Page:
Exactly. While as I think an editor is someone who looks at the mechanics of storytelling, right, so that they are the person that the producer is talking to about how to get the good tape, and then how to structure that tape when it comes in, and also how to create moments that will be memorable. Like how to make the information that we've got stick in people's brains. Because when you listen to something, things can slip by so fast. So how do you make like, memorable moments that cannot be forgotten, so that people think about them a long time after?

Nick Quah 14:35

So let's stay there for a little bit because I feel like this is--this illustrates, I think, one of the sort of special moves that you alluded to earlier. There's that--there's a couple of moves with a first episode specifically as to like, making that argument: why should you be listening to this? Why is this worth your time? And I feel like one of those moves is like, this is why I, the reporter, or I, the sort of host of this, care about this particular issue, and I sometimes wonder whether that's like a move that is necessary sometimes. What what do you think about those opening gambits? What do you feel, as an editor, are the more effective ways of, of getting somebody to go like, this is worth my time?

Catherine Saint Louis 15:14

Right. I think the problem with most of those sort of host bios is they tell people how the person fell into the story. I think what's more effective is showing what this host is like, and showing their personalities so that you want to spend time with them. Like the best host, that's basically it. It's like you want--you keep coming back to it because you enjoy the host's company, because you trust him or her, but also like because they've put these clever touches in their copies so that even if they're talking about something very difficult, you want to stick with it. Like there are these moments that feel like you can trust them and you want to keep going on the journey. Because that's really what it is, right? Like you're kind of--I think the point in that first episode is not to convince someone that you have written many, many books and gee, you know--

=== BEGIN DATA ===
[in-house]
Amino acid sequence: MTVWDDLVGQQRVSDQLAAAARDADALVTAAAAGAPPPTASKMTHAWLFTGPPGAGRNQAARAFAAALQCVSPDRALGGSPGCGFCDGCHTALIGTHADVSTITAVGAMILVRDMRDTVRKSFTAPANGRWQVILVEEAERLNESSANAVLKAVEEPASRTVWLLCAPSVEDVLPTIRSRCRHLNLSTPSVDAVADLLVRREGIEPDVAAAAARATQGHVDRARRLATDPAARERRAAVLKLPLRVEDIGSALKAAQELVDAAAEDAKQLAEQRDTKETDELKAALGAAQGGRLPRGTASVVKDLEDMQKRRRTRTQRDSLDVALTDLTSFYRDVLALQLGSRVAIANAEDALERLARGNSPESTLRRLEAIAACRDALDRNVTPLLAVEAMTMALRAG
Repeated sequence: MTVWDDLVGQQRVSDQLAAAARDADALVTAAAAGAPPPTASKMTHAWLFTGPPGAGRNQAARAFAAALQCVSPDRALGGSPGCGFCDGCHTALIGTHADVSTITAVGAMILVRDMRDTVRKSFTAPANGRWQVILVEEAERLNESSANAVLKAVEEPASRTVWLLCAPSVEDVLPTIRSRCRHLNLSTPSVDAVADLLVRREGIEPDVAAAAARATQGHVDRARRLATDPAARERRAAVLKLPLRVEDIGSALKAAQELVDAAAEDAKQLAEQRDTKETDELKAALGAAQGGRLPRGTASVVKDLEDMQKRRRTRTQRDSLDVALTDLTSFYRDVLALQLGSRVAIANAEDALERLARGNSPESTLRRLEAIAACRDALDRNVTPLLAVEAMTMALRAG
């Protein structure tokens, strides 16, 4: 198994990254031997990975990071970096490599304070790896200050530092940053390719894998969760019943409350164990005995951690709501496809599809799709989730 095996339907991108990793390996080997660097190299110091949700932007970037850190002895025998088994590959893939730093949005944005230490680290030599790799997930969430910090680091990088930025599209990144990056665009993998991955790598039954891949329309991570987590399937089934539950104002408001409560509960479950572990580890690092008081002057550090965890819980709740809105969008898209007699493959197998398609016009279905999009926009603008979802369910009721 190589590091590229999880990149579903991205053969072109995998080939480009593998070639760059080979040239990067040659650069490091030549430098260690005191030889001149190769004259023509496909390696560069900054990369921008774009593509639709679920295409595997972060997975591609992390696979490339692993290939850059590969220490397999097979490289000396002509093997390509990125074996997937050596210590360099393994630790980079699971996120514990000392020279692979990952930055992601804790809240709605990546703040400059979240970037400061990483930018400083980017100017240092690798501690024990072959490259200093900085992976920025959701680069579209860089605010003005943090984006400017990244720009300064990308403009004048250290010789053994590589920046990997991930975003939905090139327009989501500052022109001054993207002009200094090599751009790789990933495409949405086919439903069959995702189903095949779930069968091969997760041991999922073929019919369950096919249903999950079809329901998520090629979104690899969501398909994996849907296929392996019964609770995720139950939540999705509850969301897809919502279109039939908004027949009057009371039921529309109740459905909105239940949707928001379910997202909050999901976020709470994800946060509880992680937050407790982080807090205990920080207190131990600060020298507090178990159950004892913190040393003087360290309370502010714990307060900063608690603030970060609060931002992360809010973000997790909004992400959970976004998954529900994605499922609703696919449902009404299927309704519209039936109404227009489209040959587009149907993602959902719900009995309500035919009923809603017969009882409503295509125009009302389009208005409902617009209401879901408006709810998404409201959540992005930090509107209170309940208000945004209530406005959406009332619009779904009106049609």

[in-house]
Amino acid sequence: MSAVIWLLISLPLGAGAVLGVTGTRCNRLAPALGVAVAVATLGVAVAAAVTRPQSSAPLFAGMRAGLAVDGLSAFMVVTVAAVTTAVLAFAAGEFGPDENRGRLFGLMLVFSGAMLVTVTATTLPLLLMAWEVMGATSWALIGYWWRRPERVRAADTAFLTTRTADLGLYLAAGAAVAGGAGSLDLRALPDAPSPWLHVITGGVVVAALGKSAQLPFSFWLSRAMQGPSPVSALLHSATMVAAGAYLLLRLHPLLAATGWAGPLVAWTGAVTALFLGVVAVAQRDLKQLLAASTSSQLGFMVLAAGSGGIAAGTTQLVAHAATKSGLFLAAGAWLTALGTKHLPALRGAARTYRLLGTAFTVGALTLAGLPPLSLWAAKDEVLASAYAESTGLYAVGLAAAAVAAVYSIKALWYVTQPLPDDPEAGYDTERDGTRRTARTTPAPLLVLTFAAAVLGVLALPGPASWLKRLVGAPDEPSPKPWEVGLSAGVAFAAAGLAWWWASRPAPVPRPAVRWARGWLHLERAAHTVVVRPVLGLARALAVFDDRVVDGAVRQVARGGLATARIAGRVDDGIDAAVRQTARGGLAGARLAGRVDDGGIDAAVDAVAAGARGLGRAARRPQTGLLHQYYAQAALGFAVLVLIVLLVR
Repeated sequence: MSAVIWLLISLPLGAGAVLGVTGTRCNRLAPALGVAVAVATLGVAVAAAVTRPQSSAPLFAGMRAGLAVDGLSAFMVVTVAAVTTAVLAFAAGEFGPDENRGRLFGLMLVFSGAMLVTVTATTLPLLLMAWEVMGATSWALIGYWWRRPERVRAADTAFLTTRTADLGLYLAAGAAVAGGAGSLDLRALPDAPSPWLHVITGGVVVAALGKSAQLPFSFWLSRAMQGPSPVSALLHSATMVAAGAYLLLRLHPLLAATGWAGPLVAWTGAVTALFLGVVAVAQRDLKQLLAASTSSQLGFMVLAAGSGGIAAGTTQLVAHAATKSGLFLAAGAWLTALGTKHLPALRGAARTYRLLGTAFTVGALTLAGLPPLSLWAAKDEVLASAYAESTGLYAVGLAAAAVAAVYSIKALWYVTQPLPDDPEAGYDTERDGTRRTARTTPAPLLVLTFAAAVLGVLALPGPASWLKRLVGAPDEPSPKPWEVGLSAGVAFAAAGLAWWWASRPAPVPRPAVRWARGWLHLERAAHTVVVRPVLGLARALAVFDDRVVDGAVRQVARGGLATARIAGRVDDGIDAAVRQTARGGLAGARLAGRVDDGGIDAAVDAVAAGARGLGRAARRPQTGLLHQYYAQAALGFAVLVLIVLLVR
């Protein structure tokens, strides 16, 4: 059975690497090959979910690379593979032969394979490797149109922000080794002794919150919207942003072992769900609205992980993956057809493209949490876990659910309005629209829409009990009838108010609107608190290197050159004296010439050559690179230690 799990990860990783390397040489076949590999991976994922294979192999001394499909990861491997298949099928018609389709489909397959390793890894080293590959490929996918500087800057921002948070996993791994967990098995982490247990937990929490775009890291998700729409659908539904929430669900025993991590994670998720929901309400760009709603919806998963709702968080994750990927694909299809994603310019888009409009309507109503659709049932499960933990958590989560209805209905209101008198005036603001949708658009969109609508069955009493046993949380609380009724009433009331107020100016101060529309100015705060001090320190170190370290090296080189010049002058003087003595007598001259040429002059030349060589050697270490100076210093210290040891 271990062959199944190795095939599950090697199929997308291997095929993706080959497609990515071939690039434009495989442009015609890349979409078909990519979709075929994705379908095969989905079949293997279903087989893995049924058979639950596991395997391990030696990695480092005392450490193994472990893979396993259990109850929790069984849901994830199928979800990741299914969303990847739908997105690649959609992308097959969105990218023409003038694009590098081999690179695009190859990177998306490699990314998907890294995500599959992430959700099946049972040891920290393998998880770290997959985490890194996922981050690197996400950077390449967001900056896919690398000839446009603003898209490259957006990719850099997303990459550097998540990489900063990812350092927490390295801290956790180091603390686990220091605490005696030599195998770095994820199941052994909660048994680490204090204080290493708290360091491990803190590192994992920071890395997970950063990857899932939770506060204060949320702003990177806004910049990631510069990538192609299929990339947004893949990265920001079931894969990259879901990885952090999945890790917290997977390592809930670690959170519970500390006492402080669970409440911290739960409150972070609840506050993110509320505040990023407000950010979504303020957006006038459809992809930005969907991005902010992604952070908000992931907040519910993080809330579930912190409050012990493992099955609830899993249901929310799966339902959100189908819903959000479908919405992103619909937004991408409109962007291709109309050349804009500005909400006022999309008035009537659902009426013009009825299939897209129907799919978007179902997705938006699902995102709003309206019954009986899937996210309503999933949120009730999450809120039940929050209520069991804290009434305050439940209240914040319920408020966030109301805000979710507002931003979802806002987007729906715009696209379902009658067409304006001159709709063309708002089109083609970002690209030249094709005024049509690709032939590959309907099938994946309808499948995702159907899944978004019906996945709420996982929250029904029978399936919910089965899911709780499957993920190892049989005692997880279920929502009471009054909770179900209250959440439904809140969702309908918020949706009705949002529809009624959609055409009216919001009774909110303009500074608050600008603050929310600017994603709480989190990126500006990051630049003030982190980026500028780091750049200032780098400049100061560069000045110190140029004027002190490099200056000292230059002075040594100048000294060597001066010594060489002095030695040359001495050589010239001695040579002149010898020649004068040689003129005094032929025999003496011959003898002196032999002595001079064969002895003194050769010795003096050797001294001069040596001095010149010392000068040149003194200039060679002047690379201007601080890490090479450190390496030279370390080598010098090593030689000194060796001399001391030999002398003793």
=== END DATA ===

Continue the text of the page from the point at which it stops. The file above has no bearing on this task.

Nick Quah 16:17

My Buddha feet is (?)

Catherine Saint Louis 16:18

Right, like, you know a lot about World War II, like, isn't that fascinating? It's like, no, I don't care. But if you got into this because of something that happened to you when you were a kid, or something random that you couldn't let go of, and it actually ended up having real stakes in your adult life.

Nick Quah 16:39

This is a perfect time to go back to This Land, which is one of Catherine's earlier projects with Neon Hum. Hosted by Rebecca Nagle, it tells the story of two crimes nearly two centuries apart, that provide the backbone to a recent Supreme Court decision that determined the fate of five tribes and nearly half the land in Oklahoma.

Catherine Saint Louis 16:59

And like, someone like Rebecca Nagel, she, you know, she was the person to host This Land because her family's history was like right at the core of some huge events in Native American history. And so it wasn't like convincing people that Rebecca was the right person to tell the story, like, her own personal family history put her smack dab in the middle of these things. So she just cares on a level that is moving. So that you don't need to oversell it. She's just the right one.

Nick Quah 17:31

Well, tell me more about that show in specifics. So what what was that process like? Walk me through the beginning of like, do you sit down, sketch out the episodes? Do you work through the problems? Do you work through the framing at the beginning, or is it all taped first, and then you figure it out after the fact? What was your approach to that show?

Catherine Saint Louis 17:49

I feel like the best way to approach things is to have an amazing outline.

Nick Quah 17:53

Hmm.

Catherine Saint Louis 17:54

That's very key to me too, in terms of like, narrative pacing and in terms of knowing where your cliffhangers are going to be. Like, I think unless you establish that it's really hard, I think to have a season hang together. It was a little hard for that one, though, because there was a Supreme Court case at the center of This Land, and the Supreme Court case was going to be decided while we were writing episodes. So we didn't really know how it was going to go.

Nick Quah 18:25

I guess I'm wondering, to what extent do you--are you shaping the host or the storyteller at the center of it? To what extent like, your job is to challenge that person or to draw out and provide a fuller picture of that person?

Catherine Saint Louis 18:40